This post is part of our series on people, places and things that have found new life in 2008.
When I found out last year that The Police was regrouping for a reunion tour, I immediately called my rock concert buddy to make plans to see the show. "I feel like I'm 17 again, " I told her, giddy at the thought of seeing the three hot guys (I'm talking both physically and talent-wise here) I'd dug in my adolescence take the stage at the same venue where I'd seen them almost 25 years ago.
While the concert was solid and enjoyable, the band didn't move me the way it did in my youth. The tour was successful enough that The Police are coming around again this year -- this time with fellow '80s icon Elvis Costello -- but I'm not compelled to see the show again. That's the problem with reunion shows: The reality rarely measures up to the rosy glow of memory.
Take , for example, the Jackson 5: Jermaine Jackson announced plans for a reunion tour late last year, saying brother Michael was on board. No tour dates have been announced yet, and it seems likely that the self-proclaimed King of Pop is holding things up. After all, he's been pretty busy with the release of the 25th anniversary edition of the Thriller album.
Should Michael be on board? His talent is arguably still intact, but let's face it: He's not exactly the handsome young front man he once was. And even if you look charitably on his recent legal troubles, he's still one weird dude --something that wasn't apparent in the Jackson 5's heyday. Given all that, and the fact that they're all 35 years older, the brothers would be hard-pressed to recapture the innocence that helped make their music so endearing and enduring.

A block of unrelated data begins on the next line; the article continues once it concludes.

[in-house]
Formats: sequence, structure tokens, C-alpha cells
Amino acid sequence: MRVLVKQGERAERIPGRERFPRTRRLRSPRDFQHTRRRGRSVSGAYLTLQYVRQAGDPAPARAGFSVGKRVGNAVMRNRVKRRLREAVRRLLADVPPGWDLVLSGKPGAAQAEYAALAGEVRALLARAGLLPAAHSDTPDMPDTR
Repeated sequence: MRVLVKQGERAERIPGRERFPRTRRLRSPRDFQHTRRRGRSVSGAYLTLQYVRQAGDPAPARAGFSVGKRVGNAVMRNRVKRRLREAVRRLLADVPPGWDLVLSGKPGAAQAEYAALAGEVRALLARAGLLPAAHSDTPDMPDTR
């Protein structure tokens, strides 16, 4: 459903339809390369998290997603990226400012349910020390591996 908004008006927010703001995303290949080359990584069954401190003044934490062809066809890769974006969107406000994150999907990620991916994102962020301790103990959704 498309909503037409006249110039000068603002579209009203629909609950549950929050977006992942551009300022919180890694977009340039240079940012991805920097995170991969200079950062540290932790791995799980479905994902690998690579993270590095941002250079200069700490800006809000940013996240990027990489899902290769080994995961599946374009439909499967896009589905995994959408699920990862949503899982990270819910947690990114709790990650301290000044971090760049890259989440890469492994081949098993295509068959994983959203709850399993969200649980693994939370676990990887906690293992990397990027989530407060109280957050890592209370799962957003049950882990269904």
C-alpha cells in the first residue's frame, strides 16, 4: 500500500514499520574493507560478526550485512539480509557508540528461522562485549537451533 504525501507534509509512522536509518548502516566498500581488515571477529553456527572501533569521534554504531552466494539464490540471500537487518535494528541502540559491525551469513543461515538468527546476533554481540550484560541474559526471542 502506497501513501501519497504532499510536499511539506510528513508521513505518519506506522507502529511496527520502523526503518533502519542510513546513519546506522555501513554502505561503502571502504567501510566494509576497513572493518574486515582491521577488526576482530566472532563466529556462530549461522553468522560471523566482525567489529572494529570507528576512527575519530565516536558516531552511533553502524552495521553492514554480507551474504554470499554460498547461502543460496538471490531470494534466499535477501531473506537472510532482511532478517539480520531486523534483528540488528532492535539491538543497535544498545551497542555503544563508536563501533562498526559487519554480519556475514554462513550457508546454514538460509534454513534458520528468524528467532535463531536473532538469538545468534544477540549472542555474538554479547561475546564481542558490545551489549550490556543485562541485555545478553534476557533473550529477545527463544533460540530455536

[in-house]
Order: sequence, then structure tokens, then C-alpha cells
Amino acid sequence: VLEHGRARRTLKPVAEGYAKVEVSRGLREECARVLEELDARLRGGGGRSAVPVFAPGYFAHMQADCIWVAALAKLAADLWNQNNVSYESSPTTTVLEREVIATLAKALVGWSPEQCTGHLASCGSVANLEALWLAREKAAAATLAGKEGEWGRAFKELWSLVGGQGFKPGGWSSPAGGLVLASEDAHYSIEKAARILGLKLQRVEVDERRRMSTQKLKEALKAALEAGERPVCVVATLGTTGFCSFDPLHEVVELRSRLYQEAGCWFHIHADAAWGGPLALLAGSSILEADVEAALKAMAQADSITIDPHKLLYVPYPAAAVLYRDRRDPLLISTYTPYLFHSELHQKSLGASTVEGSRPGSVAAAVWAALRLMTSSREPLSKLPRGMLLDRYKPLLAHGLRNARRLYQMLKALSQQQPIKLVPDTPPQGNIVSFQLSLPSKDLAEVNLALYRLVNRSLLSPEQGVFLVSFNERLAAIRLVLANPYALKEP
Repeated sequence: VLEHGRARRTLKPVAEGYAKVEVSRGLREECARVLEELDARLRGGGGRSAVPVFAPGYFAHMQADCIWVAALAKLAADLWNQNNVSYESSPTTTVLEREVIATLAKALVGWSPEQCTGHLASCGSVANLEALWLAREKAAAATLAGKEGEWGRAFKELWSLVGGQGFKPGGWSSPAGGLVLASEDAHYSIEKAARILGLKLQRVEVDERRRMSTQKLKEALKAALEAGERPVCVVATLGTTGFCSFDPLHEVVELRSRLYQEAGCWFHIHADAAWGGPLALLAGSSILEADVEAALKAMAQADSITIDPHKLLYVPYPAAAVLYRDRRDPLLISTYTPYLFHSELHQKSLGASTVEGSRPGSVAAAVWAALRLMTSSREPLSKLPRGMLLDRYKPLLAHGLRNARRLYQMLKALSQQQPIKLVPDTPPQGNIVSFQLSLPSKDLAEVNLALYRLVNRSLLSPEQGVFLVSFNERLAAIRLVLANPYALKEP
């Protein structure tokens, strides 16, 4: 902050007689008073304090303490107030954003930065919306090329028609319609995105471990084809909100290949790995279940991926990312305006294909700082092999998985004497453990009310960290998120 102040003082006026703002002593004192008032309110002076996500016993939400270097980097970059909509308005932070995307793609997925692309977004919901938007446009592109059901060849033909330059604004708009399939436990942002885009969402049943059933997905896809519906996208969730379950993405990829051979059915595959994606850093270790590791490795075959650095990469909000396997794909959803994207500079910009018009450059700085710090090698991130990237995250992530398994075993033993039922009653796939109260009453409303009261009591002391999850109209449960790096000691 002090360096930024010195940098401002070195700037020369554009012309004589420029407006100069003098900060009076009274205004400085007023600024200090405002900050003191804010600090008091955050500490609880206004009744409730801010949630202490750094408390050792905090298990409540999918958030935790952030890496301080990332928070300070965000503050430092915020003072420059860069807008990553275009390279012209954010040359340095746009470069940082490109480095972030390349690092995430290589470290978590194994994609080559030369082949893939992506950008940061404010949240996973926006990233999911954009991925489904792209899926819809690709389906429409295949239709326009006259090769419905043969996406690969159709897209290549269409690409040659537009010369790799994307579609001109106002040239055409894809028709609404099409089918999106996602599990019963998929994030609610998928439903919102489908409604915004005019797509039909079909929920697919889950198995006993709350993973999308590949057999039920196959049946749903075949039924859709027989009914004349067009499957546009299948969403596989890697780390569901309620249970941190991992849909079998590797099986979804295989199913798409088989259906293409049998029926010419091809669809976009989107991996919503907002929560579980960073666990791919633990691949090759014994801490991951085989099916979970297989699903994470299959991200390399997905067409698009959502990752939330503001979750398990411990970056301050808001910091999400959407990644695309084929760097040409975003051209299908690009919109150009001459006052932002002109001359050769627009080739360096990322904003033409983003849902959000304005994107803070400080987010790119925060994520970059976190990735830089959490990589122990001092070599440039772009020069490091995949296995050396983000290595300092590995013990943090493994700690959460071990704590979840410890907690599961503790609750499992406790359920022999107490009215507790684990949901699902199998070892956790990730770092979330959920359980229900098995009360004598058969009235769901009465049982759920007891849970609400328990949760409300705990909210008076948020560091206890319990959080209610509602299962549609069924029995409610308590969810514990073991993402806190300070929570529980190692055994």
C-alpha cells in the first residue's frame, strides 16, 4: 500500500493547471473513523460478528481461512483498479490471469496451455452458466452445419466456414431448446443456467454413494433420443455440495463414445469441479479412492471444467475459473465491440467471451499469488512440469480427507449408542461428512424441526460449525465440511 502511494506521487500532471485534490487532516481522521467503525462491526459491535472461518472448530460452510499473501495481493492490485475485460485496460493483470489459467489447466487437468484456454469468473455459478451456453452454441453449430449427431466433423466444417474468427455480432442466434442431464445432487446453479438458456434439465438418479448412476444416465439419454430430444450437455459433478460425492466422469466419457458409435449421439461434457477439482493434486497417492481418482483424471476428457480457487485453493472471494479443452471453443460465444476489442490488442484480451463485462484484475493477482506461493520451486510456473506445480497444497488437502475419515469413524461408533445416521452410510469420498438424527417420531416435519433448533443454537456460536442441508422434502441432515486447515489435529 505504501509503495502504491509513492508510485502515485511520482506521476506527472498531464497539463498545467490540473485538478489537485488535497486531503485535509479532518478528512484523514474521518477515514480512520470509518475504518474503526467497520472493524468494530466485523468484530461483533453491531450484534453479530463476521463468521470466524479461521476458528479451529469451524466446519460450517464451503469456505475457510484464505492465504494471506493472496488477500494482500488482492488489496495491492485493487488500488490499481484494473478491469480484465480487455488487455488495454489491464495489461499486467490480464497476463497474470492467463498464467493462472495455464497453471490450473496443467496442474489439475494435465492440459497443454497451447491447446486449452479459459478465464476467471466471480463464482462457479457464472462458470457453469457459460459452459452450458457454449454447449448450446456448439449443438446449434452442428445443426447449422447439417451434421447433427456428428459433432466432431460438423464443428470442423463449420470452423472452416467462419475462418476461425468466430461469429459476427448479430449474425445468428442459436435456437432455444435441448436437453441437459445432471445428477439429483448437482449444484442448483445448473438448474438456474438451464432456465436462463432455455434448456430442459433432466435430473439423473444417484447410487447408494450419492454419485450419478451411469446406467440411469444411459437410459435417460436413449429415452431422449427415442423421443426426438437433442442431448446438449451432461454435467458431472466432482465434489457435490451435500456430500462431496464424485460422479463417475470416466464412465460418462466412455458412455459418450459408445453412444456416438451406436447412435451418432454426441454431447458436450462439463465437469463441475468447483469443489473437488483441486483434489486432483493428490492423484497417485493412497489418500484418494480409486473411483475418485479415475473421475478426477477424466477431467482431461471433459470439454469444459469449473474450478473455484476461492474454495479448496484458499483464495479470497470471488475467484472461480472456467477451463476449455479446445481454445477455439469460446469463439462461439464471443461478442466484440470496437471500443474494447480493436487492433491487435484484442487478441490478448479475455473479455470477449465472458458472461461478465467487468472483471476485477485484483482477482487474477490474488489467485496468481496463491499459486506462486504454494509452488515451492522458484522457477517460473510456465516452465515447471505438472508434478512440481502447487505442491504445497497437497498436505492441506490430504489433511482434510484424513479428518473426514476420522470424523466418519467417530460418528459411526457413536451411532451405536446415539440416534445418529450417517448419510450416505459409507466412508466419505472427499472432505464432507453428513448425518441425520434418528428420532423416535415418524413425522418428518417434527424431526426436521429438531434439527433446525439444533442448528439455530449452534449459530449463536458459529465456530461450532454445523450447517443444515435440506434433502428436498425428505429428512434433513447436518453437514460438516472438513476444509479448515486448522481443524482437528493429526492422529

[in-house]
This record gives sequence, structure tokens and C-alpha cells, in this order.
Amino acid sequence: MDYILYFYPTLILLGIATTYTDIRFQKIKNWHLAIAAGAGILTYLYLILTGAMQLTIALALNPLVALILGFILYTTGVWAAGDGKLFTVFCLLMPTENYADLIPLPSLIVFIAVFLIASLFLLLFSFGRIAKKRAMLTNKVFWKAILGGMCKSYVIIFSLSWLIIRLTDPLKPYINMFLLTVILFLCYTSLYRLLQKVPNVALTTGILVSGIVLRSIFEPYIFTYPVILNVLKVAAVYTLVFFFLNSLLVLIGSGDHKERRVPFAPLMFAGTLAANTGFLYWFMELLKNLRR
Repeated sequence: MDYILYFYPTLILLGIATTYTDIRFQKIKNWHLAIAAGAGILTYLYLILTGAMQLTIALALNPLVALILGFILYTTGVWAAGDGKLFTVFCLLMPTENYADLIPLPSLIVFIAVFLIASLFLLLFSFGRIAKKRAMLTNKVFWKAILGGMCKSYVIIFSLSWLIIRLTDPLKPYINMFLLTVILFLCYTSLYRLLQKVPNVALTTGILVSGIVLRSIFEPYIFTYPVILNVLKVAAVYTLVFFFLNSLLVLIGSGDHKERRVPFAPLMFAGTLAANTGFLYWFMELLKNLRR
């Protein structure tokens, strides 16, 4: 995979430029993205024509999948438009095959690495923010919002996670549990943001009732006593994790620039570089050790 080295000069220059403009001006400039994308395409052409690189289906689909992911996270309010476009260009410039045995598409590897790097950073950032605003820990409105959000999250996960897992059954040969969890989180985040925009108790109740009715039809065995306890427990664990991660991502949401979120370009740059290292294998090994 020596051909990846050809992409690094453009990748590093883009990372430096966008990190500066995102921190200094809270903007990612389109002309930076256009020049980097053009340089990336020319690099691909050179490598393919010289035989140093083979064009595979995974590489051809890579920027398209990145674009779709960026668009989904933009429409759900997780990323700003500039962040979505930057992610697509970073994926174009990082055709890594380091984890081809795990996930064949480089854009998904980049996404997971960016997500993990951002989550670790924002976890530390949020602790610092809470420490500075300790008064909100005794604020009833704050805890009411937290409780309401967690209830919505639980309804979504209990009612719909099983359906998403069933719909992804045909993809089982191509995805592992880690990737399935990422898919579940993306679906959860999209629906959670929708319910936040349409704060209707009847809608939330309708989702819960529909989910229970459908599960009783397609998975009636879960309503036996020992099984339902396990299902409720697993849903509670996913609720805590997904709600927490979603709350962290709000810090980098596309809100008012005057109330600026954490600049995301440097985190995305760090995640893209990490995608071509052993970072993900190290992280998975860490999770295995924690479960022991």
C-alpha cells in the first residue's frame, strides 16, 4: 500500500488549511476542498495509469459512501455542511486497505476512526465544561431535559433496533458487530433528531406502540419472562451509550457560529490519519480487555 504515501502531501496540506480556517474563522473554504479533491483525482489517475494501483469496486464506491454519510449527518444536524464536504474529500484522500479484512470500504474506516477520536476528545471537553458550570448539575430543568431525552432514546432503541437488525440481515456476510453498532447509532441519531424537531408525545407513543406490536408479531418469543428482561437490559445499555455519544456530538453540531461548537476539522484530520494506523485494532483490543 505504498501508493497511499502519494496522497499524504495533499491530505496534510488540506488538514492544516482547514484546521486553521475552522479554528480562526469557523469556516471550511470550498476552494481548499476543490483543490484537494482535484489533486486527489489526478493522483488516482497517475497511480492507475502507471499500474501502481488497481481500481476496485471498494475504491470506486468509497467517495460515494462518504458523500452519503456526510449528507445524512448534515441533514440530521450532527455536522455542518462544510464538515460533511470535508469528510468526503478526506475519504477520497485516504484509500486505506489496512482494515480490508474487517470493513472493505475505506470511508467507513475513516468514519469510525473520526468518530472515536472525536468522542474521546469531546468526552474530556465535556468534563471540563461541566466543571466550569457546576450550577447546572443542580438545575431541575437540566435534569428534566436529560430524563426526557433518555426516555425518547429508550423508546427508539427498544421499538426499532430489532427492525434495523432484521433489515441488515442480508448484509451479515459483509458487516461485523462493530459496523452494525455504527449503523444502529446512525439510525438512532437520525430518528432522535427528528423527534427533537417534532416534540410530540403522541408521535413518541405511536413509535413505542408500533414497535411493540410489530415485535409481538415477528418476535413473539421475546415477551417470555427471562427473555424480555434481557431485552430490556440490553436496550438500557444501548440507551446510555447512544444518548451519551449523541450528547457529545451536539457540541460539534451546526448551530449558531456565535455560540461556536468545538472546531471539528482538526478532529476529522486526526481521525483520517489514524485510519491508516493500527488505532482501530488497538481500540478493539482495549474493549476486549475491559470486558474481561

Another brother is threatening to put the kibosh on plans for another reunion tour. Ray and Dave Davies, who made up half of The Kinks, are as legendary for their feuds as for their music. Ray Davies' recent attempts to get the band back together have met with resistance from his bro, in part because Dave Davies is recovering from a stroke. While this may hamper Dave's playing, it's not affecting his ability to blog: In a post to his Web site, he declared that a reunion tour "would be like a poor remake of Night of the Livin (sic) Dead. Ray's response: "He's getting well enough to shout at me. That's a good sign."
I don't hold out much hope of The Kinks getting back together, but if they do, I'll be there. I still feel gypped that they didn't get to play an encore when I saw them at the 1982 Us Festival: They were fighting backstage with concert promoter Bill Graham, another man who in his lifetime was as noted for his temper as for his talent.
There's another pop artist on tour who I don't always cop to having enjoyed in my youth: Barry Manilow. My friend saw him when he came through town this month and said he's still a great performer, which I don't doubt, but his legacy has been reduced to drunken karaoke sing-alongs and ironic pop culture references on shows like Friends.
I'll have to keep in mind my working knowledge of Manilow's oeuvre before I criticize any (hopefully younger) music fans who are excited about the comebacks of New Kids on the Block or Robbie Williams. We all have our dirty little pop secrets.